And so the story of death, life, and rebirth continue to emerge out of thin pages composing scripture into our everyday experiences today.

So may we find the hand of God in the mysterious places between life and death.
May our eyes be opened while we pedal and climb around our cities and our towns, ready to find God in the faces we meet.
May we discover hope in hands held tightly in embrace.
May we choose to believe in redemption and healing and that joy can truly return again in the morning.
May we discover our Fridays, and let our Sundays, much like Jesus, have the final say.
And may we discover the peace that longs to be given to us this side of heaven.

Photo I took in New Orleans, 2007. Beauty in brokenness.

Photo I took in New Orleans, 2007. Beauty in brokenness.

The Art of Slowing Down (And The Wisdom of Louis Armstrong)

I’ve often heard that Lent is a season of slowing down. Of drawing closer to God, to others, to the wide open world around us. A time for spiritual reflection and inner examination. An opportunity to go a little deeper in trying to figure out Jesus. A time to pause. A time for simplicity.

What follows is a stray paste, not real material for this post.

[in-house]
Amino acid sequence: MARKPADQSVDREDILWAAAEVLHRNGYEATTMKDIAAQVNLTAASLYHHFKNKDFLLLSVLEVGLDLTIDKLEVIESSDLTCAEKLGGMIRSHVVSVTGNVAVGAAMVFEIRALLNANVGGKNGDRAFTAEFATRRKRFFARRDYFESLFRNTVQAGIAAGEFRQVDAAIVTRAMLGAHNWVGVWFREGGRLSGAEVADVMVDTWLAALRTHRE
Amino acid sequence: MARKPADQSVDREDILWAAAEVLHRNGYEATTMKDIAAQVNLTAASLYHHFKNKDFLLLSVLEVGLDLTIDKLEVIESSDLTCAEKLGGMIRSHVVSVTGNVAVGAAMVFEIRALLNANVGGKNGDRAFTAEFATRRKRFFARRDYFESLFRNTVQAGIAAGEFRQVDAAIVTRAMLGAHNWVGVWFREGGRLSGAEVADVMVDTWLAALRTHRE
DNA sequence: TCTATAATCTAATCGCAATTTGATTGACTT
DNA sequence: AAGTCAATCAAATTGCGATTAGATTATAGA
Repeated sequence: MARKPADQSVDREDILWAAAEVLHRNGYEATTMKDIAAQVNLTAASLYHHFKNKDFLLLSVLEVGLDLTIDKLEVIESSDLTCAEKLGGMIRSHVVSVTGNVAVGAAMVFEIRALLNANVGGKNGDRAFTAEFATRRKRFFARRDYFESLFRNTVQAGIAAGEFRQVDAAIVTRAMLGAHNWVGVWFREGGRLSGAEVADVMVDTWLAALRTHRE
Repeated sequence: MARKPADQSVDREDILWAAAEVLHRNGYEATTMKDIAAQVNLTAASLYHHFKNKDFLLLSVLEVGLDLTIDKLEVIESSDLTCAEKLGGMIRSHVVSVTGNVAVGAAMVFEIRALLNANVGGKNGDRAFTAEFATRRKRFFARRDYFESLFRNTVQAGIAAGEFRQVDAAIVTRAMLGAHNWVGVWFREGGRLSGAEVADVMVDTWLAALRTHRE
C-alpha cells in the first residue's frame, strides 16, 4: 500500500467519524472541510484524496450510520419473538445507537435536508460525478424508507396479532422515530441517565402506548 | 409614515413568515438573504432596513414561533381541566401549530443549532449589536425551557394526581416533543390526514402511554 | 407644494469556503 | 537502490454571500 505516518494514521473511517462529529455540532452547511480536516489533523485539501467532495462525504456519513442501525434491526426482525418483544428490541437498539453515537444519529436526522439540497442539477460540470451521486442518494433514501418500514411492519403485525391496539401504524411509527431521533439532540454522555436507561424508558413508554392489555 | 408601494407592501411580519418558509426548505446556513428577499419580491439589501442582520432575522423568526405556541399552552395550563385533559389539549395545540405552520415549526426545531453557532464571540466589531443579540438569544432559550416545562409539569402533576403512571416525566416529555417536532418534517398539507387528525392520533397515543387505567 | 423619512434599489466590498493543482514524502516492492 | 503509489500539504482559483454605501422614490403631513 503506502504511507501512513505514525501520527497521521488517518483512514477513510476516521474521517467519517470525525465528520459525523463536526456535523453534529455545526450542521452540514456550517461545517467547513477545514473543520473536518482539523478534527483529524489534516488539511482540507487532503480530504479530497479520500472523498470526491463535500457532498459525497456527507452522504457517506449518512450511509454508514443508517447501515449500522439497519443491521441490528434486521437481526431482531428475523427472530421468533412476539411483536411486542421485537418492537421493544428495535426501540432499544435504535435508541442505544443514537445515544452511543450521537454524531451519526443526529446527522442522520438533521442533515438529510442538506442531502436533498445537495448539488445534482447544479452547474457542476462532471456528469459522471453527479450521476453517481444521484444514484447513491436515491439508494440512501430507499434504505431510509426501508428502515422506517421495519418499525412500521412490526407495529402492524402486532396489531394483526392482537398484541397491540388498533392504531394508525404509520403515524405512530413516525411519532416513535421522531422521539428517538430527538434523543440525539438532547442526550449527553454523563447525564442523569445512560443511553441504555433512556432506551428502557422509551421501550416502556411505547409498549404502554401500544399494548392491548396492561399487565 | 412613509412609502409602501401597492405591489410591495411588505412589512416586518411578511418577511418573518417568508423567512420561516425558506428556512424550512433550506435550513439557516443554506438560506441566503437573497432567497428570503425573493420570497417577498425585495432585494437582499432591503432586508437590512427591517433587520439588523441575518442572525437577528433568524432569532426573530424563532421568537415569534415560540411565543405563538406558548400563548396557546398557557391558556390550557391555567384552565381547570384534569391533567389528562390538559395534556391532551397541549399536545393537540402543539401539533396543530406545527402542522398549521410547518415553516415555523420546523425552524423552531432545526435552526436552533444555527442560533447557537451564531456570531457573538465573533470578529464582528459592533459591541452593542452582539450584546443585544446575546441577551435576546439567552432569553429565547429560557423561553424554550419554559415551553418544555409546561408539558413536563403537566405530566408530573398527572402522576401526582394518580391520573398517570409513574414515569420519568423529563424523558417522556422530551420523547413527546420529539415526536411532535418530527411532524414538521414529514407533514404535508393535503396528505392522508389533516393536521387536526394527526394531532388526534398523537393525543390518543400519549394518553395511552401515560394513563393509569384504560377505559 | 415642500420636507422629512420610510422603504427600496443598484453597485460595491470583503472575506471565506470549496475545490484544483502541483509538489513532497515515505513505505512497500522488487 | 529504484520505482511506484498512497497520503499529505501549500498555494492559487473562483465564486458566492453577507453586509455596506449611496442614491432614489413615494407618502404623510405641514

This Lent, I decided to get back into biking to and from work (in addition to cold showers and placing a penny in the “Suck it Up or Shut Up” jar each time I catch myself complaining). IMG_1458
When I moved across town in June, I said I’d bike once I found a good route, but I weasled my way out of it for reasons such as having to bike through some sketchy areas by myself, something I was a bit fearful of.

Now a few days into it, I’ve found a route and a rhythm. I got off to a rough start the first day of Lent biking home drenched by the down-pouring rain. Two cars didn’t see me, causing me slam on the brakes, skidding in the middle of an intersection. Cars passing by splashed water up against me like a small ocean wave. It was cold. It was dark. And I kept making wrong turns, making my time in the rain even longer. I had a “shake your fist at God” moment, muttering things that warranted pennies in the jar, and then managed to put my sopping wet hand back on the handlebar. I thought about the journey that women in Africa make to and from water wells and firewood piles on a daily basis, often risking the possibility of getting raped just to gather these essentials for their families. Surely, I didn’t have it so bad.

And most of us don’t.

As I biked home today and pulled up to my house, exhilaration flooded my body with the sounds and sights of life around me. Daylight was still visible at ten of six. Birds chirped goodnight lullabies to their young. Soon, it will be March, which will usher in spring.